When to Sell a Stock

by | Sep 27, 2005 | POLITICS

My biggest mistake in 25 years of writing newspaper and magazine articles about the stock market started innocently. My intention, in a February 23, 2003, column for the Washington Post, was to show readers how to analyze a stock and decide whether to buy it. The mistake was to choose a single, real-live company as […]

My biggest mistake in 25 years of writing newspaper and magazine articles about the stock market started innocently.

My intention, in a February 23, 2003, column for the Washington Post, was to show readers how to analyze a stock and decide whether to buy it. The mistake was to choose a single, real-live company as an example and then to render a personal judgment: that, based on the evidence amassed, I myself would purchase the stock.

I ignored something I knew very well: that readers take the judgments of columnists about specific stocks far, far too seriously. Despite issuing admonitions, I should have known that many of my readers would rush out and buy what I said I was buying myself.

The stock was the Shaw Group (SGR), a company that provides engineering services, as well as pipes, to power plants around the world. Shaw went public in 1993 at $14.50 a share, and, after gaining a reputation as growth stock, soared to $63.50 by mid-2001. “But growth slowed,” I wrote, “and disappointed investors dumped their shares.” That was understandable; the company had problems. The question I was considering was whether the market had “become too pessimistic.”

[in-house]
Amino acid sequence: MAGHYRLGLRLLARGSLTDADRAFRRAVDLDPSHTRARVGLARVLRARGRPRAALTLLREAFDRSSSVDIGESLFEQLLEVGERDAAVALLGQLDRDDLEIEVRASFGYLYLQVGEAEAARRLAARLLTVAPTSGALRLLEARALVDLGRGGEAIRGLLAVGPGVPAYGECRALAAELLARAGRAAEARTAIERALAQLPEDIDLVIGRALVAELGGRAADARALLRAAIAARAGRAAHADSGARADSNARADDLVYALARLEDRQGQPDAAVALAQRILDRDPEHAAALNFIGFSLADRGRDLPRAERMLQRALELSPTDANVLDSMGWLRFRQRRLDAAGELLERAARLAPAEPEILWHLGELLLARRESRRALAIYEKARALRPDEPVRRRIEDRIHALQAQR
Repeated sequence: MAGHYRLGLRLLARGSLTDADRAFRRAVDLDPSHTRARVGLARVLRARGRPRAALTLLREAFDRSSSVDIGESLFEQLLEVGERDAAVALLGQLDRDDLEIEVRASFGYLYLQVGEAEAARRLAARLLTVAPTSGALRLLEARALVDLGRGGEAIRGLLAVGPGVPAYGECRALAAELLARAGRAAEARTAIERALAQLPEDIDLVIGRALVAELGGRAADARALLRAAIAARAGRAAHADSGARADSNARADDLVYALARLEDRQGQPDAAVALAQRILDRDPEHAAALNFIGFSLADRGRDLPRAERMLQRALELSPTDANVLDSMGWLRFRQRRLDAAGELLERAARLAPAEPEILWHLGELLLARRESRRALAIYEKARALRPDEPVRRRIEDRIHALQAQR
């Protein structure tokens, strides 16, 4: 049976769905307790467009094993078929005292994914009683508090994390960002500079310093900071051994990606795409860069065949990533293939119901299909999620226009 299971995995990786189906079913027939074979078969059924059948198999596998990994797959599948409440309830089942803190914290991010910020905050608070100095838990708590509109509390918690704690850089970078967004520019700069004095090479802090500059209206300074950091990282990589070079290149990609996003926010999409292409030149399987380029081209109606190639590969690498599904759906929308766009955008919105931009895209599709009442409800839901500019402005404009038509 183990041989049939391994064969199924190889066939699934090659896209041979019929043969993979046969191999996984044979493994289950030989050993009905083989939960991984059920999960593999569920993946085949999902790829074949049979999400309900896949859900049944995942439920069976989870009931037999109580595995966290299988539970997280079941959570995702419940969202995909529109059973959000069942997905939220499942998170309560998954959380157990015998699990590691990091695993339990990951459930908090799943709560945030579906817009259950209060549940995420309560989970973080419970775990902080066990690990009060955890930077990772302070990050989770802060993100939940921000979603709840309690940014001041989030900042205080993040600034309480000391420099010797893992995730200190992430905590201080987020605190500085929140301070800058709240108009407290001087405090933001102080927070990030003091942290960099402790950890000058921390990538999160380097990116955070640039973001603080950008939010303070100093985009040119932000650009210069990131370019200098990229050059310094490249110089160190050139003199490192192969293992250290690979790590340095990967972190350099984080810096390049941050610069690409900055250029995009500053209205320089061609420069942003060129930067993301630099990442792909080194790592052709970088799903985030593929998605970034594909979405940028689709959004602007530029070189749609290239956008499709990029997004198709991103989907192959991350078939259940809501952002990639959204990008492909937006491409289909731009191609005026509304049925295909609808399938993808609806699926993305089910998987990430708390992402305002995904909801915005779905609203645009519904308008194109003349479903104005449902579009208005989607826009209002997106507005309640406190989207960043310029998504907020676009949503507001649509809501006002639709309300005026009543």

My judgment was that it had and that Shaw was a bargain. The company “is risky, no doubt,” I wrote, “but the price reflects that risk – and then some.” So I said I would buy the stock. And, indeed, I did, shortly after my article came out.

Unfortunately, Shaw immediately took a dive. From $10.67 when my article was written (and $10 when I bought my own shares), Shaw fell within a couple weeks to $8.58. As you can imagine, I got lots of e-mails from frightened readers. Should they sell?

To the contrary, I bought more. Shaw rallied to $12 by early July but, within another month, had dropped below $7. It was sickening. Still, I held on and told inquiring readers so – at the same time urging them to use their own judgment and not follow my lead.

Then, in mid-2004, Shaw began to rise, closing the year at $17.85. A few months later, shares were over $20. I decided to sell.